Included patients were found to have diastolic dysfunction proved by Doppler tissue imaging and decreased global (longitudinal, circumferential and radial), E wave SR. Yazici, H. U., et al. [7] , Moreno, R., et al. [8] using pulsed wave Doppler tissue imaging proved that patient with CSX suffered from regional diastolic function and concluded that that patients with CSX have impaired regional LV diastolic function despite normal EF.

Diastolic dysfunction occurs early in the ischemic cascade. Nelson et al. [19] used cardiac MRI to evaluate diastolic function in 20 women with CSX with preserved LV ejection fraction. Several studies identified multiple abnormalities in diastolic function using tissue tagging analysis. Specifically, patients had lower diastolic circumferential strain rate, lower peak rate of left ventricular untwisting, and longer time to peak filling rate and peak ventricular untwisting rate, as well as a trend toward longer time to peak diastolic circumferential strain rate [20] [21] [22] .

6. Conclusion

Speckle tracking echocardiography is a relatively new imaging modality that could provide early detection of subclinical mechanical myocardial affection. Speckle tracking echocardiographic derived global longitudinal strain and strain rate were found to be sensitive parameters for assessment of subclinical LV, both systolic and diastolic dysfunction in patients with CSX not detectable by conventional echocardiographic derived parameters. Being easy bedside noninvasive technique, it can be used for early detection of LV mechanical dysfunction and follow-up of patients with CSX.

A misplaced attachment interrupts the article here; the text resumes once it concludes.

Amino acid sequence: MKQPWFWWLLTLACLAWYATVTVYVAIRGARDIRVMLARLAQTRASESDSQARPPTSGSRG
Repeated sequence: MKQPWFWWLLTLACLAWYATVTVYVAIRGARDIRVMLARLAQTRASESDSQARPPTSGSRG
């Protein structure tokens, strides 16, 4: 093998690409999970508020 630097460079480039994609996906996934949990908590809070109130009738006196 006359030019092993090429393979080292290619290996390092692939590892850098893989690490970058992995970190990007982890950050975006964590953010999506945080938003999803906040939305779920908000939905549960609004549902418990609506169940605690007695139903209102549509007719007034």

7. Limitations

Study included small number of patient. There is the need for further studies with larger number of patients to verify the results. Also we did not examine the results according to the deference in sex as syndrome X is more common in female sex.

Conflicts of Interest

The authors declare no conflicts of interest regarding the publication of this paper.